CHEYENNE — With the decline in the coal, oil and natural gas industries, and Wyoming’s reliance on those industries, state lawmakers and residents will have a choice to make in the near future.
University of Wyoming energy professor and researcher Rob Godby said the state has three ways to move forward financially: increase revenue, decrease spending or use state savings, with about $1.2 billion left in the state’s once flush rainy-day fund.
“If somebody says, ‘Would you like a punch in the face or a kick in the stomach,’ you’re not gonna like either one of those, and that’s kind of where we are with this budget deficit,” Godby said. “Unfortunately, we face tough choices.”
Godby was joined by Wyoming Taxpayers Association Director Ashley Harpstreith; Rep. Dan Zwonitzer, R-Cheyenne; and state Sen. Troy McKeown, R-Gillette, on an online forum Wednesday night to talk about the problems facing the state’s economy and possible solutions going forward. The discussion, called “How Wyoming’s budget crisis affects YOU,” was hosted by the Wyoming Tribune Eagle and Braver Angels, a bipartisan group working to unite Americans from all sides of the political spectrum and combat polarization.
Back in 2000, a committee studied the state’s tax structure and found almost 75 percent of sales tax revenue was dependent on the minerals industry. Harpstreith said last year, they revisited that study and found that 53 percent of the budget stemmed from mineral revenue.
But as Zwonitzer said, the “Golden Age” of Wyoming for coal, oil and gas came to a close by around 2012.
“Although we were on a slow decline, the structural deficit wasn’t really problematic until about 2016,” Zwonitzer said. “Five years ago, we had the perfect storm, (where) oil and gas and coal prices all plunged in about six months.”
Still, he said Wyoming’s investment revenues “went through the roof,” which was a saving grace for the state’s structural deficit. With that, the state was able to backfill $400 million a year into the rainy-day fund.
But things changed about a year ago.
“That’s when everything all hit at once,” Zwonitzer said. “The first was the price war between Saudi Arabia and Russia, where oil prices were decimated. They went negative there for a while, in conjunction with COVID, which also affected all of Wyoming’s sales tax revenue, and economic activity in general. Then, thirdly, the stock market plunge really took a hit on our investment revenues and our projected investment revenues.
“And so the great news right now is that it is slowly coming back. But that’s just not quite enough to solve the problem before us.”
The panelists agreed that the options to remedy the state’s budget will come down to values.
As Godby put is, “There’s more than one way to skin a cat.”
He presented research he and a colleague just wrapped up at UW, where they asked Wyoming residents about their priorities going forward: whether they wanted to raise taxes or cut services and what types of cuts they were most concerned about.
From 435 survey responses from a variety of residents across the state, the biggest concerns were a decrease in K-12 funding and an increase in personal taxes. Godby said any cut to education will reduce public support.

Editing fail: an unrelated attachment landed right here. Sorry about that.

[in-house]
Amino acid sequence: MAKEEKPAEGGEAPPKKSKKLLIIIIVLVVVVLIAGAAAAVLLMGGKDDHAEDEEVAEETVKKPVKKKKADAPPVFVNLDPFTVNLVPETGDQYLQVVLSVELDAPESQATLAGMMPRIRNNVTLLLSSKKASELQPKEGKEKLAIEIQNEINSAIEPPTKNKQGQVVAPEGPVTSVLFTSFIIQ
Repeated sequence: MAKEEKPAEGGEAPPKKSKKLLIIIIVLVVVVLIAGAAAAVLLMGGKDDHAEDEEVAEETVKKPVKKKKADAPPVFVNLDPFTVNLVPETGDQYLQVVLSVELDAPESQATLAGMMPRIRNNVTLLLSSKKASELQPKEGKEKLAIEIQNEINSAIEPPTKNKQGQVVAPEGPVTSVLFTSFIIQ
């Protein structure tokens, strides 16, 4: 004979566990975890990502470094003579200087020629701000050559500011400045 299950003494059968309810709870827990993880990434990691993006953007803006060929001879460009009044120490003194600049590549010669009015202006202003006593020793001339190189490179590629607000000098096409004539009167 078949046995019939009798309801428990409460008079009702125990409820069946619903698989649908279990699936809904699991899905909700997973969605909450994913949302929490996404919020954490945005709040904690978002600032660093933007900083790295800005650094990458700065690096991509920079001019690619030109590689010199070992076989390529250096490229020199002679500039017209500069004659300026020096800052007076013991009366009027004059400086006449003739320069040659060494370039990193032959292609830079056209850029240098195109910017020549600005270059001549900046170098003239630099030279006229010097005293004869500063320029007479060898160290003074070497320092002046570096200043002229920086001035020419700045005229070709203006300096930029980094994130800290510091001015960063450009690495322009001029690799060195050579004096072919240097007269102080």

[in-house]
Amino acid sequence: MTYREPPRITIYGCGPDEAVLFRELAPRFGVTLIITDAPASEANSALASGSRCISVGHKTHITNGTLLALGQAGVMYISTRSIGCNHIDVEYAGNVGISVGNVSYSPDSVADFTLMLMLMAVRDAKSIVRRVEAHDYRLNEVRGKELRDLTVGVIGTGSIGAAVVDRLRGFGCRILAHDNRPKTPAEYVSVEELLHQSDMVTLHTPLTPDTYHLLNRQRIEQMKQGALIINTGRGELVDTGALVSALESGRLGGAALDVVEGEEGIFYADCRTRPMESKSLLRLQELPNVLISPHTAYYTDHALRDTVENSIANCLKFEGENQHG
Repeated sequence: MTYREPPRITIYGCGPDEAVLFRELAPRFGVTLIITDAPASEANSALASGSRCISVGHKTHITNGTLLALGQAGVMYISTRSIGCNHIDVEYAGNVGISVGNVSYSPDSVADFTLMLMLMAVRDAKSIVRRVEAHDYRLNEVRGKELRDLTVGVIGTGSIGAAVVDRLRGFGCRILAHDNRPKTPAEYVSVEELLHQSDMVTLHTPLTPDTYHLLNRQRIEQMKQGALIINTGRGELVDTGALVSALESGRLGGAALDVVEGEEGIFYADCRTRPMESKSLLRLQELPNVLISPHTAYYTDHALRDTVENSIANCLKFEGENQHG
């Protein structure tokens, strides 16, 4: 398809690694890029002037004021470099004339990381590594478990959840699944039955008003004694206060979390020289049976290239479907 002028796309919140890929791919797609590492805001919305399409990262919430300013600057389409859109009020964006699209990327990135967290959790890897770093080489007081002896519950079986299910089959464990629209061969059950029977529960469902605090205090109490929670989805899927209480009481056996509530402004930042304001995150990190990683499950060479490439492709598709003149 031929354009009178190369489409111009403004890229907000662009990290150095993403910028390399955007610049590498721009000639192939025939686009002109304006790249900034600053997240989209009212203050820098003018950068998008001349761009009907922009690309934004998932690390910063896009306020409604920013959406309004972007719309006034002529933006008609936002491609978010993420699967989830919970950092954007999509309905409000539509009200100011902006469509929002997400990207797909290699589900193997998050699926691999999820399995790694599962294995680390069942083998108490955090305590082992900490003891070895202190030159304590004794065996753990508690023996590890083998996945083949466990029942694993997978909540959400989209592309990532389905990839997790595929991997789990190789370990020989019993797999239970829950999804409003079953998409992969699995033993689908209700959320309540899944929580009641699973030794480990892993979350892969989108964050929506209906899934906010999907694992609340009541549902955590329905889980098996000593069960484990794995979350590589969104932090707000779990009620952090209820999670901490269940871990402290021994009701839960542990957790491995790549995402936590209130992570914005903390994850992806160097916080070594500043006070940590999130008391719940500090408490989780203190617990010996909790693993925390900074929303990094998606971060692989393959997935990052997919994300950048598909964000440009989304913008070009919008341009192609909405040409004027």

“This gives you a sense of where we might go. … The policy that had the most support was actually one where we stay where we’re at state agency cuts, now about 15 percent in total ... and we max out the cuts to cities and towns,” Godby said.
Zwonitzer offered examples the Legislature has considered to make a dent in the deficit, including increasing fuel or nicotine taxes and removing exemptions on goods like groceries. He said after the state cuts to the bone, the question will remain of what other options are available.
“The easiest and quickest option is a one cent sales tax increase that would bring in roughly $165 million a year, which a third of that roughly goes to your counties and cities and towns,” Zwonitzer said. “We could put a sales tax back on food. … That’s roughly $75 million a year. So a one cent sales tax increase with the sales tax back on food would really get us out of the red.”
But he also recognized that is not likely “legislatively possible.”
On the other hand, Sen. McKeown spoke in favor of raising revenue by lowering taxes for private industries.
“As we go forward in Wyoming, we need to find ways to keep money in people’s pockets so we can have innovation, so we can have new jobs, so we can attract new industries,” he said, adding that you can’t grow an economy with government.
While he recognized the fundamental problems Wyoming is facing with funding things like libraries and schools, he said it comes down to a fundamental question of which camp you fall in.
“Does Wyoming have a revenue issue going into this budget crisis, or does Wyoming have a spending issue going into this crisis?” McKeown asked.
With so much uncertainty and so many decisions to make going forward, both Harpstreith and Godby agreed that residents should contact their lawmakers about what they value when it comes to the state’s budget.
“In the past, we’ve kind of kicked the can down the road. … But this time, it looks like we’re not going to be able to avoid those (issues),” Godby said. “People need to express their values and opinions to the legislators so that they’re not flying blind in this.”